Université Paris-Saclay, CNRS, LISN
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Self-stabilizing Population Protocols
Population protocols model distributed systems of mobile anonymous entities having no control over their movements. The entities interact in pairs in an opportunistic way. In an interaction, the two entities exchange and update their internal states, according to the protocol. This model has proven to be useful for modeling networks in various domains, like those of wireless sensors, social networks, and even chemical reaction and gene regulatory networks. Such networks are inherently unreliable and have limited resources.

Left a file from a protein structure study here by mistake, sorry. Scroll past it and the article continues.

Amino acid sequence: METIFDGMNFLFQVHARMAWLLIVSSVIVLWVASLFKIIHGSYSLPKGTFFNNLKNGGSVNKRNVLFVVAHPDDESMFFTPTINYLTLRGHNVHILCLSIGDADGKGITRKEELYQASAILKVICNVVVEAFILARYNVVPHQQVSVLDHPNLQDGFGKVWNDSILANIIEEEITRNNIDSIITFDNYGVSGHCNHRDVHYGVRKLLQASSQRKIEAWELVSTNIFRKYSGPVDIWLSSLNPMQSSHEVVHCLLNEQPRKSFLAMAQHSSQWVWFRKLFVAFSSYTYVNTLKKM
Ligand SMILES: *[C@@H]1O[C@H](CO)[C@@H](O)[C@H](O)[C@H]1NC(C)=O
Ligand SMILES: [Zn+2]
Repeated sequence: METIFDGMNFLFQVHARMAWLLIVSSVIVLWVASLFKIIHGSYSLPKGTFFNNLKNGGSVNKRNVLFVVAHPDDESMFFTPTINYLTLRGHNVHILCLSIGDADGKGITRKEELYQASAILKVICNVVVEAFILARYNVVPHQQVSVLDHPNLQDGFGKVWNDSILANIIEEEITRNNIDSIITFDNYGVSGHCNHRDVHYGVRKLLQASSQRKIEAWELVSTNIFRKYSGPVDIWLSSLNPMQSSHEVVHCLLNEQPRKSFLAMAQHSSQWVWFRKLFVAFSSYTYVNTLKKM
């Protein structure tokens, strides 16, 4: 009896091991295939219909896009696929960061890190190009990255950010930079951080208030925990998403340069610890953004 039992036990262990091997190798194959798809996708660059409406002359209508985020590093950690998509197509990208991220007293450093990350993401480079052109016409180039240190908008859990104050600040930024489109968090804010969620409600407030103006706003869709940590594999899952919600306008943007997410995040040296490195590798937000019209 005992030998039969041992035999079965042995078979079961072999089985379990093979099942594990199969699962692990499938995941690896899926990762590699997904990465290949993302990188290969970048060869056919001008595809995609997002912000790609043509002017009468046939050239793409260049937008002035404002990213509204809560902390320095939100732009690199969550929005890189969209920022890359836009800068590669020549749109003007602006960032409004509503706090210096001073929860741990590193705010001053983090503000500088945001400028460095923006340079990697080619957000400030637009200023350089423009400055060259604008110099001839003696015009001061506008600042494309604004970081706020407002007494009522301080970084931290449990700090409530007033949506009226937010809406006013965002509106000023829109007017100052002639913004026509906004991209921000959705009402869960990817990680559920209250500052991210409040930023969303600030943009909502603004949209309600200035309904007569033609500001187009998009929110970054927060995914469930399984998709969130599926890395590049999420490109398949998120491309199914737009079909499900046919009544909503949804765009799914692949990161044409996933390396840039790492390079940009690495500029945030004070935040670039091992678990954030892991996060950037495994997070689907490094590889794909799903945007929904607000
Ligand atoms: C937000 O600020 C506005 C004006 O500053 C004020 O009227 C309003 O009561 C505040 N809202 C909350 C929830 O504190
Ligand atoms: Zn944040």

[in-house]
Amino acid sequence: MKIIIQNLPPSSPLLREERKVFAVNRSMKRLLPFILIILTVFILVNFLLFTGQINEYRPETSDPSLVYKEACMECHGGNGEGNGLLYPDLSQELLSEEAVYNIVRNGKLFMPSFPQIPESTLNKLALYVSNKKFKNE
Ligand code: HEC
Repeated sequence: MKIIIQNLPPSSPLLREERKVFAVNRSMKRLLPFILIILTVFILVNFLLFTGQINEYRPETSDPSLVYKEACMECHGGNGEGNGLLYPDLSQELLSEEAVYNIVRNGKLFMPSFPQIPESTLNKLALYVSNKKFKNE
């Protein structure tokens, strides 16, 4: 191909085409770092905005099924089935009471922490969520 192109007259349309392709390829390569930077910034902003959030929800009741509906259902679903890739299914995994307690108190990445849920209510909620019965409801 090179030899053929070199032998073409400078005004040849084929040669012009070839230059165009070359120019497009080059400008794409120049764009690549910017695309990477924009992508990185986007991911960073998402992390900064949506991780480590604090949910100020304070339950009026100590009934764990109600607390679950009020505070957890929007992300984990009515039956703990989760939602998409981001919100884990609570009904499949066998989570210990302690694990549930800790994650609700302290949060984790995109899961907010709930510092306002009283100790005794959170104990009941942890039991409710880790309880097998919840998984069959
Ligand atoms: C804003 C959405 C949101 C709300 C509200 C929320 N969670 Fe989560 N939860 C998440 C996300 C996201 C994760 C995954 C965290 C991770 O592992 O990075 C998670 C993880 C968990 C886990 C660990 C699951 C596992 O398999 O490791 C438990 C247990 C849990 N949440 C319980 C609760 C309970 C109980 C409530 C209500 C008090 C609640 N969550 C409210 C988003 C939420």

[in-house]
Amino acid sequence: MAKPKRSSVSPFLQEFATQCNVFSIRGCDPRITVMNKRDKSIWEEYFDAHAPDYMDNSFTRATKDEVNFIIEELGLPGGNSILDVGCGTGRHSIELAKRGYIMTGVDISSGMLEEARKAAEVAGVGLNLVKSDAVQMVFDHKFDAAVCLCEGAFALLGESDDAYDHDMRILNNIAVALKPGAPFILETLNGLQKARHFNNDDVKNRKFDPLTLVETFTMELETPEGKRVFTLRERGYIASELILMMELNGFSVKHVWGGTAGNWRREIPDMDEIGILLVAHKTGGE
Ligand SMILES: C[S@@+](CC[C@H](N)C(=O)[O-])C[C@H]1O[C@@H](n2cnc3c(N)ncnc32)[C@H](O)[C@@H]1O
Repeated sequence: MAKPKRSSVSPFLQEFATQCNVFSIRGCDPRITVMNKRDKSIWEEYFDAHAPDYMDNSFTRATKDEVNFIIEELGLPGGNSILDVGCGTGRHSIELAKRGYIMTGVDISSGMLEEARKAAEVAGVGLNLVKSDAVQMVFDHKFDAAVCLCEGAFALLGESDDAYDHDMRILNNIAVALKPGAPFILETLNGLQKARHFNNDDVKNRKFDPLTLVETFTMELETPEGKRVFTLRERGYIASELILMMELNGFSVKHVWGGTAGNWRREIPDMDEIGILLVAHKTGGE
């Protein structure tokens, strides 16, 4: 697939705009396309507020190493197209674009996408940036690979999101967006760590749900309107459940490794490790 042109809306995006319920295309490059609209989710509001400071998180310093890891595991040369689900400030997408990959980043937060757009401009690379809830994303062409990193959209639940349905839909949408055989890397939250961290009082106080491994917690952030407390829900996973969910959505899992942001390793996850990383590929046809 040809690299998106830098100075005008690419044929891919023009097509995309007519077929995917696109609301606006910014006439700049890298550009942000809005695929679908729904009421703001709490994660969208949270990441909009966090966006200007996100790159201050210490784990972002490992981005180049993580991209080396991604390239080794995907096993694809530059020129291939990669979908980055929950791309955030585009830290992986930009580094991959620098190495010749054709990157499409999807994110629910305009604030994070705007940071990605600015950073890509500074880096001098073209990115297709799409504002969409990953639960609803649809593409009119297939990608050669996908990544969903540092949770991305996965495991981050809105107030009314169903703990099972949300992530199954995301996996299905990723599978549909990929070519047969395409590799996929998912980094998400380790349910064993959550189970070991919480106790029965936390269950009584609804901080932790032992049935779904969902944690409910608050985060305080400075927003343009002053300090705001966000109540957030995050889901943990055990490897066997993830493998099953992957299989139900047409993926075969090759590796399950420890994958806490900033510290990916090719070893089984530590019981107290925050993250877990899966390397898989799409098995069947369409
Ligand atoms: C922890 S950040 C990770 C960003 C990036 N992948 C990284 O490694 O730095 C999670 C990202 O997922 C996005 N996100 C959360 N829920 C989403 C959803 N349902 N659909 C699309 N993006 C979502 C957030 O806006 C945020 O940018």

Focusing on resources of memory and time, we will discuss how efficiently tasks can be solved when facing transient faults modeled by means of self-stabilization. The talk will give an overview of the related work and focus on several fundamental tasks like counting, naming, and leader election.